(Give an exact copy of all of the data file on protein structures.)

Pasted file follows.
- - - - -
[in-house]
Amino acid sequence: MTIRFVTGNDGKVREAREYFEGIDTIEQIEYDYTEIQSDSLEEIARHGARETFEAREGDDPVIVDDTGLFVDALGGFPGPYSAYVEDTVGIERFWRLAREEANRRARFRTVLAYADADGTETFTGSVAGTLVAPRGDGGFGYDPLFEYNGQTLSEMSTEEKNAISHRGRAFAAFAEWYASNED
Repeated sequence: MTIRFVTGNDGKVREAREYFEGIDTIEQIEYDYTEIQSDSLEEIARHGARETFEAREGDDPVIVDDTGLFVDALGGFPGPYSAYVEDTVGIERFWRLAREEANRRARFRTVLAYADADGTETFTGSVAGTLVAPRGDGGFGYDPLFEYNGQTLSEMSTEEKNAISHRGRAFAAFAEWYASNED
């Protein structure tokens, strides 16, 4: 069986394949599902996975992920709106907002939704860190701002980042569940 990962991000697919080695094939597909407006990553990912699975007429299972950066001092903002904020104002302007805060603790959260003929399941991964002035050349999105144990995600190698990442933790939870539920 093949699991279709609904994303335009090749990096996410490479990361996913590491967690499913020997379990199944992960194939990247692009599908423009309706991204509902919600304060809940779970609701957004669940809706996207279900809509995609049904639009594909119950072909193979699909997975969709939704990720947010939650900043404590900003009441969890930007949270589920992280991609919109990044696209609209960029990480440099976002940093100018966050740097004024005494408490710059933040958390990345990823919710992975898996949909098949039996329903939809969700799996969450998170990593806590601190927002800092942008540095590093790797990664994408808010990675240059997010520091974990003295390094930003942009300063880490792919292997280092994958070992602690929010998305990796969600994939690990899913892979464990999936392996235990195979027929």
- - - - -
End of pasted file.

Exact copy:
[in-house]
Amino acid sequence: MTIRFVTGNDGKVREAREYFEGIDTIEQIEYDYTEIQSDSLEEIARHGARETFEAREGDDPVIVDDTGLFVDALGGFPGPYSAYVEDTVGIERFWRLAREEANRRARFRTVLAYADADGTETFTGSVAGTLVAPRGDGGFGYDPLFEYNGQTLSEMSTEEKNAISHRGRAFAAFAEWYASNED
Repeated sequence: MTIRFVTGNDGKVREAREYFEGIDTIEQIEYDYTEIQSDSLEEIARHGARETFEAREGDDPVIVDDTGLFVDALGGFPGPYSAYVEDTVGIERFWRLAREEANRRARFRTVLAYADADGTETFTGSVAGTLVAPRGDGGFGYDPLFEYNGQTLSEMSTEEKNAISHRGRAFAAFAEWYASNED
């Protein structure tokens, strides 16, 4: 069986394949599902996975992920709106907002939704860190701002980042569940 990962991000697919080695094939597909407006990553990912699975007429299972950066001092903002904020104002302007805060603790959260003929399941991964002035050349999105144990995600190698990442933790939870539920 093949699991279709609904994303335009090749990096996410490479990361996913590491967690499913020997379990199944992960194939990247692009599908423009309706991204509902919600304060809940779970609701957004669940809706996207279900809509995609049904639009594909119950072909193979699909997975969709939704990720947010939650900043404590900003009441969890930007949270589920992280991609919109990044696209609209960029990480440099976002940093100018966050740097004024005494408490710059933040958390990345990823919710992975898996949909098949039996329903939809969700799996969450998170990593806590601190927002800092942008540095590093790797990664994408808010990675240059997010520091974990003295390094930003942009300063880490792919292997280092994958070992602690929010998305990796969600994939690990899913892979464990999936392996235990195979027929």